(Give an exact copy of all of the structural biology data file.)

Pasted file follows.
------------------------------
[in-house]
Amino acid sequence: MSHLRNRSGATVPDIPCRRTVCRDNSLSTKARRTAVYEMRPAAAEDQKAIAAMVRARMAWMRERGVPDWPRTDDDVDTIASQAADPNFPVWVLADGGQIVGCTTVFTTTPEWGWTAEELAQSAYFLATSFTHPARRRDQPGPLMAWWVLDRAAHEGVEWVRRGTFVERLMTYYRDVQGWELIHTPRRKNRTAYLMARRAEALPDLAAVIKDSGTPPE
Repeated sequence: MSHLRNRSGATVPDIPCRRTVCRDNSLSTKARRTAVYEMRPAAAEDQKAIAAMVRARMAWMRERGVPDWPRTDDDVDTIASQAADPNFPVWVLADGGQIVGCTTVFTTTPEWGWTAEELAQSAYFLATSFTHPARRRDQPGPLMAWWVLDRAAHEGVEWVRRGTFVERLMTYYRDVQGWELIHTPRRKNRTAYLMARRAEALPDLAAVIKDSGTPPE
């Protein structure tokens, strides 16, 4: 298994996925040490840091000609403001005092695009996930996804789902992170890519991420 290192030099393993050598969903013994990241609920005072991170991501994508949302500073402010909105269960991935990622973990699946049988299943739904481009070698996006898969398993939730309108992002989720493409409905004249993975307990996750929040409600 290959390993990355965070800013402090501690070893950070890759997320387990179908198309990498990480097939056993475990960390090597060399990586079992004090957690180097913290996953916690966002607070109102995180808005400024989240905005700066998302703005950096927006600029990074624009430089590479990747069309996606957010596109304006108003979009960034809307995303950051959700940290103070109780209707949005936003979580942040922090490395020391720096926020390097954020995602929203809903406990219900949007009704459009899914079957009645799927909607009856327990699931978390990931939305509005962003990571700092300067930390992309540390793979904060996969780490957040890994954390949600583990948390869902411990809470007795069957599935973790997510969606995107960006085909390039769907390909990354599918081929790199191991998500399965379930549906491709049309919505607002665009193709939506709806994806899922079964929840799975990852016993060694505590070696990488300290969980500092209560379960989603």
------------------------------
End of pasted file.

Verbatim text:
[in-house]
Amino acid sequence: MSHLRNRSGATVPDIPCRRTVCRDNSLSTKARRTAVYEMRPAAAEDQKAIAAMVRARMAWMRERGVPDWPRTDDDVDTIASQAADPNFPVWVLADGGQIVGCTTVFTTTPEWGWTAEELAQSAYFLATSFTHPARRRDQPGPLMAWWVLDRAAHEGVEWVRRGTFVERLMTYYRDVQGWELIHTPRRKNRTAYLMARRAEALPDLAAVIKDSGTPPE
Repeated sequence: MSHLRNRSGATVPDIPCRRTVCRDNSLSTKARRTAVYEMRPAAAEDQKAIAAMVRARMAWMRERGVPDWPRTDDDVDTIASQAADPNFPVWVLADGGQIVGCTTVFTTTPEWGWTAEELAQSAYFLATSFTHPARRRDQPGPLMAWWVLDRAAHEGVEWVRRGTFVERLMTYYRDVQGWELIHTPRRKNRTAYLMARRAEALPDLAAVIKDSGTPPE
């Protein structure tokens, strides 16, 4: 298994996925040490840091000609403001005092695009996930996804789902992170890519991420 290192030099393993050598969903013994990241609920005072991170991501994508949302500073402010909105269960991935990622973990699946049988299943739904481009070698996006898969398993939730309108992002989720493409409905004249993975307990996750929040409600 290959390993990355965070800013402090501690070893950070890759997320387990179908198309990498990480097939056993475990960390090597060399990586079992004090957690180097913290996953916690966002607070109102995180808005400024989240905005700066998302703005950096927006600029990074624009430089590479990747069309996606957010596109304006108003979009960034809307995303950051959700940290103070109780209707949005936003979580942040922090490395020391720096926020390097954020995602929203809903406990219900949007009704459009899914079957009645799927909607009856327990699931978390990931939305509005962003990571700092300067930390992309540390793979904060996969780490957040890994954390949600583990948390869902411990809470007795069957599935973790997510969606995107960006085909390039769907390909990354599918081929790199191991998500399965379930549906491709049309919505607002665009193709939506709806994806899922079964929840799975990852016993060694505590070696990488300290969980500092209560379960989603």